The results obtained by the different combinations of classifiers and word representation are shown in Table 3.

Table 3 Multi-label classification. Annotated data results with SCOVACLIS Score (\(SCOVACLIS_s\)) and removing stop-ngrams (\(SCOVACLIS_s\)—stop ngrams)

In the KNN, Decision Tree and MLP classifiers the use of the term set as a feature improved the baseline (TF-IDF). The 10% increase using the MLP method stands out, achieving 64.9% using TF-IDF with the created collection (TF-IDF + \(SCOVACLIS_s\)).

In the second scenario, in which we used only the term set (\(SCOVACLIS_s\)), we observed a small increase in almost all cases except the MLP classifier.

In the third scenario (TF-IDF + \(SCOVACLIS_s\)—stop ngrams) we removed stop-ngrams. We observed the same as in the first scenario (TF-IDF + \(SCOVACLIS_s\)), so we improved the base case in most cases. However, the difference with the first scenario was small, which led us to conclude that the stop-ngrams did not add too much noise to the classification. Here we achieved the highest precision and recall score, with an F1 measure of almost 65.2% using MLP (results in bold).

Finally, the scenario in which we removed stop-ngrams (\(SCOVACLIS_s\)—stop ngrams) obtained values similar to the second scenario (\(SCOVACLIS_s\)).

We concluded the study by observing that the term set improved the baseline in both cases, using it alone or including it as a set of features in the classifier (see more details in GitHub.Footnote 5)

SCOVACLIS has been generated with the aim of improving vocabulary resources taking into account clinical specialties. Currently, no standard or reference terminology classifies terms per clinical specialty, so no direct comparison can be made. However, to analyze the relationship of our resource with curated terminology, we performed experiments using SNOMED CT.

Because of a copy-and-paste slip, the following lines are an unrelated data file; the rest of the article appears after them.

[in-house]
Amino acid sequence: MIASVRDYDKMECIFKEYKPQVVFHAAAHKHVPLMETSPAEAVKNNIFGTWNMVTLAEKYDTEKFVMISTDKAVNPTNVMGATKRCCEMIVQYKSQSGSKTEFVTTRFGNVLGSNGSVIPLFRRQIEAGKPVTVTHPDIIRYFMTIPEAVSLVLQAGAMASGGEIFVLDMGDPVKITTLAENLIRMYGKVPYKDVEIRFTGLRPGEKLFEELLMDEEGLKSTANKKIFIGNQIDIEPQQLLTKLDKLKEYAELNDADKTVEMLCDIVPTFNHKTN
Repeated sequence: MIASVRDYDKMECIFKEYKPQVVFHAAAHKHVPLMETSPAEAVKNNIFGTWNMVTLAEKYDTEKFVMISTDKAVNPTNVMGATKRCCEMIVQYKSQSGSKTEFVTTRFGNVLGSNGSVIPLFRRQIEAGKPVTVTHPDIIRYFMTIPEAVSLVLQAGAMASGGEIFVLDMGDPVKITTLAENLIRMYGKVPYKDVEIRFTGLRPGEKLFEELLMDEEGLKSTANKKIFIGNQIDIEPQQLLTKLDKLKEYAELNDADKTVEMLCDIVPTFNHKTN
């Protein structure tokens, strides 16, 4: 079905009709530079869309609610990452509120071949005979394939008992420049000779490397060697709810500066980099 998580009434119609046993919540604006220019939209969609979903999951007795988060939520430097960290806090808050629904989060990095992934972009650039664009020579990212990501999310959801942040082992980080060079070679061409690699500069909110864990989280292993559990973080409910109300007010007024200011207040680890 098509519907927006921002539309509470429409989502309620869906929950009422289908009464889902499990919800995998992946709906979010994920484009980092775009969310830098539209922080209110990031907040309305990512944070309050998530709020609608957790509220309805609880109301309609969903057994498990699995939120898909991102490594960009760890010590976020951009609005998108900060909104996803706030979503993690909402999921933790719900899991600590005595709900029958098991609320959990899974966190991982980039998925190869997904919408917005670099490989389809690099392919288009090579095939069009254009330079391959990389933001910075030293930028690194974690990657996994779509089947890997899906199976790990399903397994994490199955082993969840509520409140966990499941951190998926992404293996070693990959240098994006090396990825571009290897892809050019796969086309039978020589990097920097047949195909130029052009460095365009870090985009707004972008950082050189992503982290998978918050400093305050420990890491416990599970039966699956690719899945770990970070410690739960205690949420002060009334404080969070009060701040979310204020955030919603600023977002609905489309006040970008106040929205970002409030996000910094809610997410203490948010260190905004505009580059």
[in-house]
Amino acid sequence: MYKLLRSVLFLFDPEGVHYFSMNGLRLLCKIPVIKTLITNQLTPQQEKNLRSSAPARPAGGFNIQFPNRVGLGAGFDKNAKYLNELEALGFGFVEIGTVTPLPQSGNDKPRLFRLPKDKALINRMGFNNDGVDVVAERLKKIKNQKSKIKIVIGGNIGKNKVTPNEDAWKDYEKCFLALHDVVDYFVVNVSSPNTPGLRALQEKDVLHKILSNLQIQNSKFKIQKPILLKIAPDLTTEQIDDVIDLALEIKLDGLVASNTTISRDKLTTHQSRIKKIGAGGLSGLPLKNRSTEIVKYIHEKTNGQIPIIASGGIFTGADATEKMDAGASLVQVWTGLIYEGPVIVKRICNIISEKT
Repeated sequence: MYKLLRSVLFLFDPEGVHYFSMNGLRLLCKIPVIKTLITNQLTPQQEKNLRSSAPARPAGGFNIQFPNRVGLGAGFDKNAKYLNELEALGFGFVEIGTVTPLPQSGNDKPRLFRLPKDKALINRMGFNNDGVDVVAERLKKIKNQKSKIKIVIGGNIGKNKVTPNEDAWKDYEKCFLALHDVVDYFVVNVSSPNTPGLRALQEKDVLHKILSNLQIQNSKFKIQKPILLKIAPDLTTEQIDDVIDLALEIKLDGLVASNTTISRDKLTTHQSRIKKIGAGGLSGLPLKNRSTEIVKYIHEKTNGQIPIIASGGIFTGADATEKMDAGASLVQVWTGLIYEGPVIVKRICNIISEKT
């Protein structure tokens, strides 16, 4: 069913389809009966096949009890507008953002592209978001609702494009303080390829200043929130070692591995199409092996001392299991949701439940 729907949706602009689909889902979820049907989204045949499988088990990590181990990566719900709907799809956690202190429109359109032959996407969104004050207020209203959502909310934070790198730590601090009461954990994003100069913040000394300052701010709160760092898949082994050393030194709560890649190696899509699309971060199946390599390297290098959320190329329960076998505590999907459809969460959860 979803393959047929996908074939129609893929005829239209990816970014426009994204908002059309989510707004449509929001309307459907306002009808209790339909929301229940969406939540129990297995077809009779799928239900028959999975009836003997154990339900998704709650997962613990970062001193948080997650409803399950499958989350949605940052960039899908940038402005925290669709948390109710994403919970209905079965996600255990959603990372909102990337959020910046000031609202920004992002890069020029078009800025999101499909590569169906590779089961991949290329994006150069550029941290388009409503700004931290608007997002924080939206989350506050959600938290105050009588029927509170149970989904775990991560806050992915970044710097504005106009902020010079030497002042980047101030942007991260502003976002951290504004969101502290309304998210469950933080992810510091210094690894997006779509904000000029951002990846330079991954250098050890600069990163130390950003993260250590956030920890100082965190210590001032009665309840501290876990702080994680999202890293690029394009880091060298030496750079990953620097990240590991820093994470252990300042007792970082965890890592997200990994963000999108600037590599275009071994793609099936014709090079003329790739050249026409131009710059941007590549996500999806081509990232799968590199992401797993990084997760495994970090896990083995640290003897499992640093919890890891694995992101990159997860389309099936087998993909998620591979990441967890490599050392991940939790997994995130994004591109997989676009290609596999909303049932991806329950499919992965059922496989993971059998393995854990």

The goal is to quantify the level of overlapping between SCOVACLIS and SNOMED CT, and to analyze whether the non-overlapped terms in SCOVACLIS were useful to perform a task that requires discrimination per clinical specialty. To this end we downloaded the international SNOMED CT release in Spanish (2020-04-30 release) and performed the same pre-processing as for our term set ("Term extraction" section).

For this experiment, SCOVACLIS was reduced for each clinical specialty, taking into account only those terms that were included in SNOMED CT. The average number of terms covered by SNOMED CT in all specialties was 28.16%. E.g., dermatology has been reduced from 46,000 terms to around 12,000 and cardiology from 110,000 to around 20,000 terms. With this resource we repeat the classification experiments and applied them to the test data set.

We analyzed the characteristics of the terms that were not covered by SNOMED CT in order to recognize possible noise terms in our term set (for more details you can refer to our results.Footnote 6) We could demonstrate that many SCOVACLIS terms with high \(E^t\) values (cf. "Term weighting" section) were found in SNOMED CT. A high \(E^t\) means that the term was found in several specialties. 90% of the terms found between 38 and 52 specialties were included in SNOMED CT, in contrast to only 15% of the terms found between 1 and 13 specialties. This corroborates that the Spanish SNOMED CT gives preference to terms of wide-spread use but lacks coverage of very specific terms only used in one specialty. This seems interesting, because SCOVACLIS could be used for adding more content wherever an NLP task requires these specific and complementary terms. The manual analysis of the terms yields that some of the missing terms are related terms to formal ones (e.g. “filled breast” instead of “breast implant” in “Surgery plastic”), and others are more specialized than the ones contained in SNOMED CT (e.g. “thoracoabdominal wall” in “Thoracic Specialty” and “kayakista” in “Sports Medicine”). Lastly, we found that specialties with a broad lexical nature, such as preventive medicine and general practice, apparently include terms of minor relevance. However, they are useful for improving classification performance, as illustrated in the classification experiment.

Table 4 Multi-label classification. Annotated data results with SCOVACLIS Score (\(SCOVACLIS_s\)) and filtered terms with SNOMED CT